Wednesday, December 7, 2011

Life, non-life, and the space between

For some reason, I've been reading a lot about abortion lately. It's not a topic that has any real personal importance to me, nor does it impact my life at all. However, I do find the arguments made by either side to be fascinating, mostly because they deal with the murky problem of defining life.

Life is a word with no precise definition. There have been numerous attempts to come up with one. Look in the dictionary, and you'll find one there. But no one definition is both sufficiently inclusive and sufficiently specific. The border between life and non-life is rather arbitrary, like most borders between concepts. Our need to categorize everything falls short of describing the continuous reality.

Regarding abortion, those who wholly oppose it state that life begins at conception. For these "pro-lifers", killing an embryo is the moral equivalent of killing a child (or an adult, for that matter). It is murder. Even some forms of contraception, by this definition, are murder. From this standpoint, it is not hard to see how people can be so up in arms about the issue. Effectively, as they see it, doctors charged with guarding the well-being of people are unceremoniously and gruesomely killing people, and it is legal. It is even easy to see how some extremists would go to great lengths, like shooting abortion doctors. For them, it is the moral equivalent of shooting a serial killer.

On the other side, "pro-choicers" believe that life begins at birth. Until then, the embryo/fetus is effectively part of the woman's body. It acts as a parasite, taking nutrients and oxygen from the mother and generally ravaging her body until it is large enough to come out. And then it does, and it is a separate being. Until then, however, it is a parasite. It is the woman's choice as to whether she wants to allow this parasite to use her body for nine months or not.

So what we have at stake here, are some of the core values of the United States: life, liberty, and the pursuit of happiness. Is abortion the taking of a life? Does not allowing it strip a woman of her liberty and ability to pursue happiness?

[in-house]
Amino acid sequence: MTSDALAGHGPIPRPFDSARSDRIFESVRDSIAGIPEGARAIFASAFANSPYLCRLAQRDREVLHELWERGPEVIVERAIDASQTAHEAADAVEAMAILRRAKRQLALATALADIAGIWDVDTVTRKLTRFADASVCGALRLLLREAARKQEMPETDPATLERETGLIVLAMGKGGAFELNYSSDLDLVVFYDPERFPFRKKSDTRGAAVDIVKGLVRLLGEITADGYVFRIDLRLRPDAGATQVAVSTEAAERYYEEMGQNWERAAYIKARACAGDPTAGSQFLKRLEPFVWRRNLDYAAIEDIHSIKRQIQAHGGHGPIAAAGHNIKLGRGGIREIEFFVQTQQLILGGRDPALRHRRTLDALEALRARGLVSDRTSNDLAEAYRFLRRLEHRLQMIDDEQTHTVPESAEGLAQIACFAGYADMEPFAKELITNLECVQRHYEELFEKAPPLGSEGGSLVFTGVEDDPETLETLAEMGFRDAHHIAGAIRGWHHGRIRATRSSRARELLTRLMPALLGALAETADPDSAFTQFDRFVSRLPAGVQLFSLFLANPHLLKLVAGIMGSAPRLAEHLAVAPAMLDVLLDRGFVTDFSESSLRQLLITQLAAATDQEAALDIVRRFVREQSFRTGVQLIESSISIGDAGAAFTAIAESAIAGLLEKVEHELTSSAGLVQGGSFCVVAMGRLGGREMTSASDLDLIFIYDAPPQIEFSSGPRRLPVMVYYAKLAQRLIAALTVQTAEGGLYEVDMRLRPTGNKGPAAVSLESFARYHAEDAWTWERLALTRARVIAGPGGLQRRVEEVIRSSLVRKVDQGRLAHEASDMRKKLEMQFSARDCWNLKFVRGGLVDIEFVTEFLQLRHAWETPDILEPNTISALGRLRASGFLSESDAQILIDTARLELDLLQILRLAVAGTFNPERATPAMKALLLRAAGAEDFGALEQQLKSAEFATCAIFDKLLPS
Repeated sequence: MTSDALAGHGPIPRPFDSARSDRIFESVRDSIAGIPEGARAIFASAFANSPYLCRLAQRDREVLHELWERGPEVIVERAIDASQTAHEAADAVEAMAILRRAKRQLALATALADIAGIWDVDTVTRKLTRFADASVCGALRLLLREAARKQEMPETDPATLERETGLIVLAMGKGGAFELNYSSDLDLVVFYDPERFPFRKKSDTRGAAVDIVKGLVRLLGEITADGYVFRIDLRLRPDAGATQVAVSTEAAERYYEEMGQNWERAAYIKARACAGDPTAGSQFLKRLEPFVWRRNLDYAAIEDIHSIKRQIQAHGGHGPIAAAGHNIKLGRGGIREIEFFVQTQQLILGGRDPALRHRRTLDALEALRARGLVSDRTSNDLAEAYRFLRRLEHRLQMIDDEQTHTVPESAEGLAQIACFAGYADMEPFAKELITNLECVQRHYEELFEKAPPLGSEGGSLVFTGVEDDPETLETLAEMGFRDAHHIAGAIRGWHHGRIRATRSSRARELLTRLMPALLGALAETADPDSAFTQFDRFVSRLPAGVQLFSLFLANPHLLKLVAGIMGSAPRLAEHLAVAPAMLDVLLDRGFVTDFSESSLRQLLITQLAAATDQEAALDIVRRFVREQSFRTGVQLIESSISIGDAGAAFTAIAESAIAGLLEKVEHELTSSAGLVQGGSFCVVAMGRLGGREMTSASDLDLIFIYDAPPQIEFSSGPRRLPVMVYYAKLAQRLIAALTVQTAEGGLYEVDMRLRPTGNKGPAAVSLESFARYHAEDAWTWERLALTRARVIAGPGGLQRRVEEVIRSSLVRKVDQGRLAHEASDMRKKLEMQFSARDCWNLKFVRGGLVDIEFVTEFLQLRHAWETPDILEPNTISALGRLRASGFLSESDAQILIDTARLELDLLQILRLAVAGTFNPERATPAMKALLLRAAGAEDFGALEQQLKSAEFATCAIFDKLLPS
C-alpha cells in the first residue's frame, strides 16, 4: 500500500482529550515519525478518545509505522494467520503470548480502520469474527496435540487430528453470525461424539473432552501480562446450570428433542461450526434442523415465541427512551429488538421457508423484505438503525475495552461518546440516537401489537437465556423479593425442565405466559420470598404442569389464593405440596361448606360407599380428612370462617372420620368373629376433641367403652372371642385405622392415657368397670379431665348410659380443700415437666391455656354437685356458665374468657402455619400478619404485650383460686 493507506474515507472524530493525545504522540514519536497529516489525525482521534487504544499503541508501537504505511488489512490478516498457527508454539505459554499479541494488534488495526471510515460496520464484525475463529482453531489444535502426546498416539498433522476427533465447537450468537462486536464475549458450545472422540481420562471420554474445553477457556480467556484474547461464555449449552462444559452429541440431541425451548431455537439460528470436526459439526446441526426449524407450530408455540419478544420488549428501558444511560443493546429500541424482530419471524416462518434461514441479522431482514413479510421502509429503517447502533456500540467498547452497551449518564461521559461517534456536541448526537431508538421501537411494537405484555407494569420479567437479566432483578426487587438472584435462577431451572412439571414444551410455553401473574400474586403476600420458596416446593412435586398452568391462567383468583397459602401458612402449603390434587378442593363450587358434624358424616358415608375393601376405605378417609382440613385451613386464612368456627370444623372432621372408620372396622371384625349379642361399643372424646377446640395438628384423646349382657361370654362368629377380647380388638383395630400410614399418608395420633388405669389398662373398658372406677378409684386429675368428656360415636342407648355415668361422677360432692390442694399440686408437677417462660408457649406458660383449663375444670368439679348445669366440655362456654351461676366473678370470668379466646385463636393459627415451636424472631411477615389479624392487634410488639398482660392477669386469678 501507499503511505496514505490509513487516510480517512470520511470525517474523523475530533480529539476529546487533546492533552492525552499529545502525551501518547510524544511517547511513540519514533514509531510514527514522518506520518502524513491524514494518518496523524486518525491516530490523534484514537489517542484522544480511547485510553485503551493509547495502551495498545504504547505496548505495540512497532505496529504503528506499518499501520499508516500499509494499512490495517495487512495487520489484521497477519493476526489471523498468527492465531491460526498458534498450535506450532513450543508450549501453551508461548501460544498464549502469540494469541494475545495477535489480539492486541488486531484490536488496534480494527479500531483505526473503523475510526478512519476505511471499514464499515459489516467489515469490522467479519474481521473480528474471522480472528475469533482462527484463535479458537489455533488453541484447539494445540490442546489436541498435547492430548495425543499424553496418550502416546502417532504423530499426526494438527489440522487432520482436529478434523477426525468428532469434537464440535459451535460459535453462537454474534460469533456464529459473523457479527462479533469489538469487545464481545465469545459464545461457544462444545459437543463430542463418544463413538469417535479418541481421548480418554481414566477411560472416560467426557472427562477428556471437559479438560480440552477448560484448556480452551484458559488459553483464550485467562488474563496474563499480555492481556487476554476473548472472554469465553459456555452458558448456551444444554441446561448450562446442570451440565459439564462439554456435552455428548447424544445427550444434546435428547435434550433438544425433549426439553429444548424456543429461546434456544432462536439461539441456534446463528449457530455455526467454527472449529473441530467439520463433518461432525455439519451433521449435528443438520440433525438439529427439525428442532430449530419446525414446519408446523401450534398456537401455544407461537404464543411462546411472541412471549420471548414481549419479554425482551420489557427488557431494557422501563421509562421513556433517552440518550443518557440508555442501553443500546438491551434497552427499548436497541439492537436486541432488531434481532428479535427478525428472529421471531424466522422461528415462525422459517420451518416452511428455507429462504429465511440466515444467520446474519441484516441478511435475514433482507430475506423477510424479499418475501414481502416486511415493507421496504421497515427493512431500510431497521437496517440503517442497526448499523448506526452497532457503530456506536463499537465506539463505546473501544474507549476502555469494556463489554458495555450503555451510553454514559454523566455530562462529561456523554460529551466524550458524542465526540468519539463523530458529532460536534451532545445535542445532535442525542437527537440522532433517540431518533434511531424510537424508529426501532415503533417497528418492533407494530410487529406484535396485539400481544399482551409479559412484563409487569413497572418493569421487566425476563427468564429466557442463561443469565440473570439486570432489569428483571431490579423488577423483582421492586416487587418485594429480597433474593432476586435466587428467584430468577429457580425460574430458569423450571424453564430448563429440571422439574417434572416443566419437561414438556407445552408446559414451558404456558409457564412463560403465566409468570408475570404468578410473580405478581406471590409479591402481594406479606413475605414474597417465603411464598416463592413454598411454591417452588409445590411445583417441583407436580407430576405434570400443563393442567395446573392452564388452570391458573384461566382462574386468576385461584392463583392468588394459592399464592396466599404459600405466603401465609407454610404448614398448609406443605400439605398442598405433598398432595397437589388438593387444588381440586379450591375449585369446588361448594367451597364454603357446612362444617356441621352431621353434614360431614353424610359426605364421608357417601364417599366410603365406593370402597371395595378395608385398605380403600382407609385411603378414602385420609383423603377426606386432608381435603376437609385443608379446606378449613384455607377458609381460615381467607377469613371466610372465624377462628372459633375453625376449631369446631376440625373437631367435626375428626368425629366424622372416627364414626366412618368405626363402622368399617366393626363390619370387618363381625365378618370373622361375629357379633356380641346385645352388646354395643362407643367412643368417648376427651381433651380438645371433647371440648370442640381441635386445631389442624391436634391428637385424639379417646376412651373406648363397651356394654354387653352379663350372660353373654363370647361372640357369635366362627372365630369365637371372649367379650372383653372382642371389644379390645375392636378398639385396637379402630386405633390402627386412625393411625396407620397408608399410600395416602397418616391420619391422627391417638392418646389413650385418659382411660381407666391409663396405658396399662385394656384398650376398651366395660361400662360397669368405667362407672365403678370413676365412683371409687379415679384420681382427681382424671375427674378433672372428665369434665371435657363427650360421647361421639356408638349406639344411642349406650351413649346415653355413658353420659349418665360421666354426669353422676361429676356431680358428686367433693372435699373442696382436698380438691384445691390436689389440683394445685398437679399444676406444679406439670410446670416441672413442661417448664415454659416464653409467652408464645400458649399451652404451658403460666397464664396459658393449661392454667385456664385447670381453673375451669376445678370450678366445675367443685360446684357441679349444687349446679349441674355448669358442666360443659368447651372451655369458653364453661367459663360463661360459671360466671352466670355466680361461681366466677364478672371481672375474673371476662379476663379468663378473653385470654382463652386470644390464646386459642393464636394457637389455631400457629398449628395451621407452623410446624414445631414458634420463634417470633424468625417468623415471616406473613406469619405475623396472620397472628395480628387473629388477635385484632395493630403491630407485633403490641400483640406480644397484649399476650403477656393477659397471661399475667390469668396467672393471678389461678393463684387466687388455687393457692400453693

The Life Argument

The argument that life begins at conception is a sound one. It is at conception that the novel set of chromosomes that define the person to be made comes together. In most cases, barring interference from external forces, the embryo grows into a recognizable human being. There is no other point in fetal development (including birth) where such a clear distinction can be made between one state and another.

However, the argument is not without problems. Yes, we can say that a distinct life comes into being at conception. But is it human life? After all, that is what is at stake here, isn't it? The people who are arguing against abortion aren't generally trying to stop us from eating eggs or slaughtering cows. It's humans that concern them.

The newly formed embryo does indeed have human DNA. However, DNA does not define a being. It is a blueprint. An embryo does not think or feel. It doesn't do anything except grow, and it can't do that on its own. Without the mother's cooperation, it will die a quick death, and it will never know it because it is incapable of acquiring knowledge. Is it human? If so, that opens the door to many other things potentially being called human. Any living cell of a person must then be considered fully human. If it is not human, what is it, and at what point do we consider it human?